Muscat [Mascate]

Lat: 23.614192000081000, Long: 58.595718000138000

Muscat [Mascate]

Persian Gulf | Red Sea, Oman

Historical Background and Urbanism

The city of Muscat, capital of the sultanate of Oman, is wedged into a sheltered bay, the best on the coast extending from the Cape of Ras al Haad to the Musan- dam Peninsula. During the time of Afonso de Albuquerque, who captured it on the 2nd September 1507, and in the words of Brás de Albuquerque, Muscat was a “large well populated city, surrounded by very high mountains on the land side and washed by the sea on the other. In back against the interior it has a field the size of Lisbon’s Rossio (Portugal), all pans and salt; nearby are many freshwater wells from where the residents drank; they had orchards, vegetable gardens and palms, and wells for watering, with the water drawn out using oxen. The port is small, shaped like a horseshoe and sheltered from all winds... it is an outlet for shipments of horses and dates; it is a very pleasant place with very good houses; the hinterland provides plenty of wheat, maize, barley and dates that can load as many ships as they desire. This city of Muscat belongs to the kingdom of Hormuz and the land belongs to a king named Benjabar [...]and this Benjabar rules over Fartak, Dofar, Qalhat and Muscat”. At that time the city would have been a typical Arab town, with its narrow shaded streets not easily penetrated by the burning sun. Brás de Albuquerque mentions those streets, saying that the conquerors tripped on each others’ spears in their eagerness to get the upper hand. The only building then worthy of note was a mosque, which in the chronicler’s words was a large beautiful house of well-carved wood. But it was destroyed by the conquerors and nothing remains. For 143 years, that is, until 26th January 1650, when the Arabs captured the city, Muscat was a major commercial entrepôt and the main city on the entire Oman coast. For this reason it was subject to constant attacks by the Persians and Turks – namely in 1517 by Suleiman Pasha, Piri Reis (Haci Ahmed Muhiddin Piri) in 1550 and Ali Bek in 1580 – attacks which led the viceroy of India to order the fortification of such an important port. Muscat had an administrator appointed by the crown for three years, during which, and based on income from the trading post, he would pay from 3,000 to 4,000 cruzados. During the nearly 150 years of Portuguese presence the city was endowed with important buildings such as the hospital, church and convent of Our Lady of Grace, pertaining to the Augustinian order and established in 1596, as well as a belt of walls with moat which in 1909- 1912, during the visit by Mariano Saldanha, still had the two gates depicted in the 17th century drawings by Pedro Barreto de Resende.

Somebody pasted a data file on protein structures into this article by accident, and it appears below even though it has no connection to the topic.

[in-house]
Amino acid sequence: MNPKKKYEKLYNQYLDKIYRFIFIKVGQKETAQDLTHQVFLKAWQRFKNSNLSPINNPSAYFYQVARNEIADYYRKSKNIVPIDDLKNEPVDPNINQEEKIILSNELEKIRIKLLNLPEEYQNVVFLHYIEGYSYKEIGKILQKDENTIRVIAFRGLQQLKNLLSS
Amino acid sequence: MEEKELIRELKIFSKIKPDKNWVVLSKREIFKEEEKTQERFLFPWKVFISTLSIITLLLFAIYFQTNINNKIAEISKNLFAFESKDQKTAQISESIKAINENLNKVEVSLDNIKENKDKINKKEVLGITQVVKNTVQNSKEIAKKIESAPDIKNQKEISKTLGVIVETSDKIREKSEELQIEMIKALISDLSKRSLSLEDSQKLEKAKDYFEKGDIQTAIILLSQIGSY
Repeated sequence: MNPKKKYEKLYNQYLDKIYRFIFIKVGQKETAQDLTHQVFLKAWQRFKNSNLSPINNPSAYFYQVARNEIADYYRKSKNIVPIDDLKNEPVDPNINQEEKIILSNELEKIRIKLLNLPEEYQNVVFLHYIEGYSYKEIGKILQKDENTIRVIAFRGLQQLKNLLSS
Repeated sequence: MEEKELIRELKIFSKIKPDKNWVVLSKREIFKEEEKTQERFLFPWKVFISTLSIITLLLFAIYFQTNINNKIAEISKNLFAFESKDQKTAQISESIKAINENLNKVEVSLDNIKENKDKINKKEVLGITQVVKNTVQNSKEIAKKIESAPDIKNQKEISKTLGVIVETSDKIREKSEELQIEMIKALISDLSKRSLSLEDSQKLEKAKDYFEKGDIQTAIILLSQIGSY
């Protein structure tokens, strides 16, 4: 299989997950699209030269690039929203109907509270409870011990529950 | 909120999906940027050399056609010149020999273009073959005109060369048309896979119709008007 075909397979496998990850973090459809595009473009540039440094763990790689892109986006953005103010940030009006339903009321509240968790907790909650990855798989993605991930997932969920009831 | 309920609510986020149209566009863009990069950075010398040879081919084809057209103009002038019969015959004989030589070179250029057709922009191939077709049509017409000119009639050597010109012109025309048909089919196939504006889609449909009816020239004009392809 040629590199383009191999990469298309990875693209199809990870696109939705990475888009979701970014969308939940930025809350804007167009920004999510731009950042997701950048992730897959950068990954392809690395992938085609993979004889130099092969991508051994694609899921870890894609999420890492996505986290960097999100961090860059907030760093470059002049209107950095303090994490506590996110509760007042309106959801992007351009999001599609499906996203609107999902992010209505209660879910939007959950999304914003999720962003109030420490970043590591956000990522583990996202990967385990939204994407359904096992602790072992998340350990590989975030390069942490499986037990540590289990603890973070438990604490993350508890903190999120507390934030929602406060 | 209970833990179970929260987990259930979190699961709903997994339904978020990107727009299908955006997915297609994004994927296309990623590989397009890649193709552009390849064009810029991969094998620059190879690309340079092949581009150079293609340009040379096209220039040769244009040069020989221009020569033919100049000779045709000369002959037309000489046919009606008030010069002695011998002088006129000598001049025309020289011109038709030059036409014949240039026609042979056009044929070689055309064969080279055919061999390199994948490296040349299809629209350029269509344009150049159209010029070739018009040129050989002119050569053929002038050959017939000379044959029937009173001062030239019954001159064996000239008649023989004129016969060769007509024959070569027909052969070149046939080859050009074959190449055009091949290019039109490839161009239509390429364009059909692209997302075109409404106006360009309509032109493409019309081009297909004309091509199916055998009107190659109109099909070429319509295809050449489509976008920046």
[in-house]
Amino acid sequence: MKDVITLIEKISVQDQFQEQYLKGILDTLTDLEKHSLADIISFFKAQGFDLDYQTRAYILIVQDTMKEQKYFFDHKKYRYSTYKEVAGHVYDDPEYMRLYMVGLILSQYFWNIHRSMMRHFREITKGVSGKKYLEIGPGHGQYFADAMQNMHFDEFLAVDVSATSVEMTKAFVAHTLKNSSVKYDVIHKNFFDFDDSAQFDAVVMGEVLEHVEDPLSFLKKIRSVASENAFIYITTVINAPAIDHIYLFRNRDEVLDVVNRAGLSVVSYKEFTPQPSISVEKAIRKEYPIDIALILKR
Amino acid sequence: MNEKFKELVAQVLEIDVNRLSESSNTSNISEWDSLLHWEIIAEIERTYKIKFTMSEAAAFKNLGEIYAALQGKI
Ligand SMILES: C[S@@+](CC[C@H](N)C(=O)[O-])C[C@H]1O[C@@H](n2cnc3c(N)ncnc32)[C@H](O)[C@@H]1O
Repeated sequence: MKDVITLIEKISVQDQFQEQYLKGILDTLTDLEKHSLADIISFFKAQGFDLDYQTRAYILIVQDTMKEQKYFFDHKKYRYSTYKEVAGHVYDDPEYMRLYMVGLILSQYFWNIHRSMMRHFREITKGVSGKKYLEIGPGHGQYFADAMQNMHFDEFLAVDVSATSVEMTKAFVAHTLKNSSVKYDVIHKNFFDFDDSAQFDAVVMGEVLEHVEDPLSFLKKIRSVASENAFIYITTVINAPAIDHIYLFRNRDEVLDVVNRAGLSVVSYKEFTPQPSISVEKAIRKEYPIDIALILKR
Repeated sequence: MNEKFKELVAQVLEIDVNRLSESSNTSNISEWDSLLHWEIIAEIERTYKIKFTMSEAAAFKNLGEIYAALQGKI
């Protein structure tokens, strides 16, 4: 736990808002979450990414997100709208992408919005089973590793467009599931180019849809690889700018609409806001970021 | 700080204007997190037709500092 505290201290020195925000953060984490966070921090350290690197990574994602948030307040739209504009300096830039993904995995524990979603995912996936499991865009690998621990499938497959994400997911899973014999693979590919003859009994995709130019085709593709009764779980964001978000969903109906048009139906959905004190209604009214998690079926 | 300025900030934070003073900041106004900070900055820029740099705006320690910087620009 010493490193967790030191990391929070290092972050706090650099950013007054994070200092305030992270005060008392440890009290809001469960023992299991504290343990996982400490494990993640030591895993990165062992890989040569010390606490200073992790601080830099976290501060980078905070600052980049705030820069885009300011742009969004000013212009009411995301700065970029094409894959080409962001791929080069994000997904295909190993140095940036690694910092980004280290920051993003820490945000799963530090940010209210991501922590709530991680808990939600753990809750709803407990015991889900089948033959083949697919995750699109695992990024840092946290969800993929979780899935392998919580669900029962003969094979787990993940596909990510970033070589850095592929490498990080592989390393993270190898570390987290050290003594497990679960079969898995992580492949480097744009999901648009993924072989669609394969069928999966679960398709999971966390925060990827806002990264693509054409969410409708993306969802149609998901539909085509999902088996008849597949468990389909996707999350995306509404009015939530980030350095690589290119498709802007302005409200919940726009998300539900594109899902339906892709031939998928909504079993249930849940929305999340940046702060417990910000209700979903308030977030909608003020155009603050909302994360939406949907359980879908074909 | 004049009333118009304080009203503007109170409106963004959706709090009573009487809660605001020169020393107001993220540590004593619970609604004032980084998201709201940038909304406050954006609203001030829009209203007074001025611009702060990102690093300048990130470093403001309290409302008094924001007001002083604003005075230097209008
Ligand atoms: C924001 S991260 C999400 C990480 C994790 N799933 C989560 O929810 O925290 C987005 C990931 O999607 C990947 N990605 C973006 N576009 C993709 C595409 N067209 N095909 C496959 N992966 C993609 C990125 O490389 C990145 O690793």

Military Architecture

Religious Architecture